I have been trying to support some of Useful and Kind Unlimited’s cohort of young people (18-25) through these times of enormous uncertainty, challenge and frustration, and so in the last few weeks I have asked myself the same question I always ask my clients, namely to reflect on their 18 year-old selves and remember what they were like then.
When I remember back to being 18, just before going to university, where I met Mark Loftus, I had no real sense of the world, thought I was going to conduct the Last Night of the Proms before I was 30, and make music, all music, available to everyone. In other words, believing I could change the world. I had no idea where it would actually lead and as I look back I am really proud of the way I have adapted to challenges and opportunities, not all of them welcome at the time.
Yet I now reflect on the white privilege I enjoyed and how my generation have failed to change the world enough, so I wonder who I am to advise and support young people who will be faced with far greater challenges than I was.
In a sense lockdown is a pause, a reset, a preparation for what is to come next, for responsibility, action, compassion, tenderness and grace. We are all effectively 18 again, not knowing what is coming and doing all we can to be #Usefulandkind to ourselves, others and the world. So, I cannot plan, I can only go forward in good faith that I can help others to be the best they can be, drawing again on the same resilience and creativity that I had when I was 18.
Snippet, Reflect, Fix
Appetite is about having a strong inner conviction of the value of progressing some cause or goal and a desire to play a key part in bringing the goal to life.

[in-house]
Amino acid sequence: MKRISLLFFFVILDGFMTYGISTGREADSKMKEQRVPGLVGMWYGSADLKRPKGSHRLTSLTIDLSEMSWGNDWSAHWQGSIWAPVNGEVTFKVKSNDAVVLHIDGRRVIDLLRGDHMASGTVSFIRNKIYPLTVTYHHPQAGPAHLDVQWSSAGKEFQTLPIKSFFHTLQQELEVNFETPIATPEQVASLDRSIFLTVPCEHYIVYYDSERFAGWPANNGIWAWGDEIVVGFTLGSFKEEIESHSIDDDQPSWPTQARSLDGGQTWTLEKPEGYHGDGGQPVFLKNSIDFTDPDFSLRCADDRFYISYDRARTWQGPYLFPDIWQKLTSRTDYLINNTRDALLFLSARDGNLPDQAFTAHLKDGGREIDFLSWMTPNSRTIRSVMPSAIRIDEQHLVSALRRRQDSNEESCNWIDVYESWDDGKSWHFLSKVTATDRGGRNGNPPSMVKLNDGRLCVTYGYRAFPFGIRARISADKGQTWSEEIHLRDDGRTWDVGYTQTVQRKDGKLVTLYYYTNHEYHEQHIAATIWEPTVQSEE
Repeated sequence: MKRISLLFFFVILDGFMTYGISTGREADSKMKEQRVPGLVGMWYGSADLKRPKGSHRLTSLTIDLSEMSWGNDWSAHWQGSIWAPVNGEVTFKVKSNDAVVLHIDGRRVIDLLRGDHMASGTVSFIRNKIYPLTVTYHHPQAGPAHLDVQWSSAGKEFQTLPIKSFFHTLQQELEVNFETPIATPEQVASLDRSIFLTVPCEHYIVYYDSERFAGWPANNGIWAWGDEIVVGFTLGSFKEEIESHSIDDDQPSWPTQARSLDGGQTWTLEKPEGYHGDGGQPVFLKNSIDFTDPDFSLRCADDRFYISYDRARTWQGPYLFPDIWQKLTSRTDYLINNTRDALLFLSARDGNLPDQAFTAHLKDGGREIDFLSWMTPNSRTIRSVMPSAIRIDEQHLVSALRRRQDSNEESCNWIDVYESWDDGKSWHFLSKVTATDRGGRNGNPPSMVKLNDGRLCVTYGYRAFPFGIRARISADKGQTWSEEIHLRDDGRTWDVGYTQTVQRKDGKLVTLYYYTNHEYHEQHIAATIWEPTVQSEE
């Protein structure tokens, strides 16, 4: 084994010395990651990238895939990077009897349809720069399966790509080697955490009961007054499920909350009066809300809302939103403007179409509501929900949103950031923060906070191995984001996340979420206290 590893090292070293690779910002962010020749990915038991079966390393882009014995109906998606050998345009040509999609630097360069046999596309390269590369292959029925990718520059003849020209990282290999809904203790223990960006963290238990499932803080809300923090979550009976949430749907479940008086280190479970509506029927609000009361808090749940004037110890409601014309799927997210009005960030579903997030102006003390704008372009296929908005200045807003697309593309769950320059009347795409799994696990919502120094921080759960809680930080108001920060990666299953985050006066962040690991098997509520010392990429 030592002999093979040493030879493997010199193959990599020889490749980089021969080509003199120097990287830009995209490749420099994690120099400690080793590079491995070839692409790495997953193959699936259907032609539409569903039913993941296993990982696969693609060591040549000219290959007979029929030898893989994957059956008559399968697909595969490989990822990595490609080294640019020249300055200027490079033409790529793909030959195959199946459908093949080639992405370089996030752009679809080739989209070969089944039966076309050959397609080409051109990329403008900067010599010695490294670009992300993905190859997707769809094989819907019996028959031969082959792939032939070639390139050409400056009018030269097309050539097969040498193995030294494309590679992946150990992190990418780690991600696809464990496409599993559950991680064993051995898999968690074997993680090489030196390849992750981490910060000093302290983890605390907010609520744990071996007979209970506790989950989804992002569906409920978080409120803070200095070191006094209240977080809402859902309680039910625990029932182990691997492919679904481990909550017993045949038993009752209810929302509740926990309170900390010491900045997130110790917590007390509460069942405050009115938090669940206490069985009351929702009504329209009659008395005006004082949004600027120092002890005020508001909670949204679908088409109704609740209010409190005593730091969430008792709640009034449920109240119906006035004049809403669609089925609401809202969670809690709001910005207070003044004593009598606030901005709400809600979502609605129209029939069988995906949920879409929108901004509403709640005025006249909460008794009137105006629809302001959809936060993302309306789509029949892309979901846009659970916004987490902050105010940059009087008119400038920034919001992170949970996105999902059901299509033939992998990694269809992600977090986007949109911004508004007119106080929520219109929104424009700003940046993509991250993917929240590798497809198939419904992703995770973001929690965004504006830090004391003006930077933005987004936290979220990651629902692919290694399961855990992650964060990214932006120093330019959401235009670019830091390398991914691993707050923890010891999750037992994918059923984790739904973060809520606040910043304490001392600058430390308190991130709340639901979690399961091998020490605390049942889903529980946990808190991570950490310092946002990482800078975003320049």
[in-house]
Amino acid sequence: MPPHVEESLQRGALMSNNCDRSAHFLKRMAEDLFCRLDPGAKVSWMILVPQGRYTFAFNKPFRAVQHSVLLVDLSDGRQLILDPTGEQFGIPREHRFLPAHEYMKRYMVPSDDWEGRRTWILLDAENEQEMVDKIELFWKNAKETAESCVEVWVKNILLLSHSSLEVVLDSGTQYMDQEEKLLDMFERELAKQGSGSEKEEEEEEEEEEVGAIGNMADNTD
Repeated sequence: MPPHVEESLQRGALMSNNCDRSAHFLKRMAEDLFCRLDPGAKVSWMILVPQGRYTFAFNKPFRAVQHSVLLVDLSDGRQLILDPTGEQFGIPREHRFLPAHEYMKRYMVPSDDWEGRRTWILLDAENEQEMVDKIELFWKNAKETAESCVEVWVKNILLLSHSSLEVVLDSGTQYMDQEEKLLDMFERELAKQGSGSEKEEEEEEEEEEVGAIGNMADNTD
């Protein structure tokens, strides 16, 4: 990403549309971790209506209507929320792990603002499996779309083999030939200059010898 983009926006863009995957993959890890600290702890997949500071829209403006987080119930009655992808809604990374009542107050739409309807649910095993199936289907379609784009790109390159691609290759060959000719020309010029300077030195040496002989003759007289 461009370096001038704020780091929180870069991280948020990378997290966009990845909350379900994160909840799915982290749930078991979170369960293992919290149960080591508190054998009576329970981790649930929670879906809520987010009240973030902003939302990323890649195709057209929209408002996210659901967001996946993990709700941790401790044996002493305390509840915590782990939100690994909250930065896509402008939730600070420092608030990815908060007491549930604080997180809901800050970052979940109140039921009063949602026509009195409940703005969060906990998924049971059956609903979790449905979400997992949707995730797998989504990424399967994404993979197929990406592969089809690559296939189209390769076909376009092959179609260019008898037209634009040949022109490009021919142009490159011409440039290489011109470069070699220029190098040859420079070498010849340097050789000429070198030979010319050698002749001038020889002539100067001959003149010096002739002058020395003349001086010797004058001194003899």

Take a pause today, imagine your 18-year-old self sitting in front of you: picture how they are dressed and their energy. Then become them and look at your current self. What are they proud of you for? Finally, come back to your current self, thank them and offer them some advice – something from your hard-won experience.
Now listen to the advice you just gave your younger self – it will likely be good advice for you to take to heart right now!
I cycled 203km a few days ago as a way of marking the Summer solstice, the furthest I’ve ever cycled. Days had been merging into one and I wanted something to look back on in future years, a kind of ‘before the ride’ and ‘after the ride’, a way of getting some personal perspective on our current world.
My ride took me through the Cotswolds – Malmesbury, Tetbury and up towards Cheltenham – through ancient landscape, sometimes on arrow-straight Roman roads, often on rolling, meandering lanes. We passed Neolithic standing stones, the site of a 3rd Century Roman villa, a 12th Century Abbey, villages that trace their identity over a thousand and more years.
There’s so much that’s wrong with our current world and ways of living on the Earth, so many pressing problems to fix. Yet as these crowd around us, it can be hard to feel there could be a far future, of people quietly enjoying the legacy of our generation’s time on this planet. It can be hard to feel it is even worth creating a vision of a better future.
Founder & CEO CharacterScope
Snippet, Reflect, Fix
Traditionally, prudence is seen as the mother of the virtues, the means by which we judge between virtuous and vicious acts. More recently it’s become synonymous with cautiousness and risk-aversion, out of kilter with our collective self-image as fast-moving and bold. In truth prudence is really about acting now in ways that our future selves and generations will thank us for.
What will your self in 2 years’ time thank you for what you are doing now? And how about in 20 years’ time? And what legacy from this time would you like our inheritors to value in 200 years’ time?
When you find yourself caught in the urgency to keep up with the latest tweets, the latest stories, the latest technology, try to picture what people in the unthinkably far future might make of our current preoccupations… take a moment to breathe… and then act.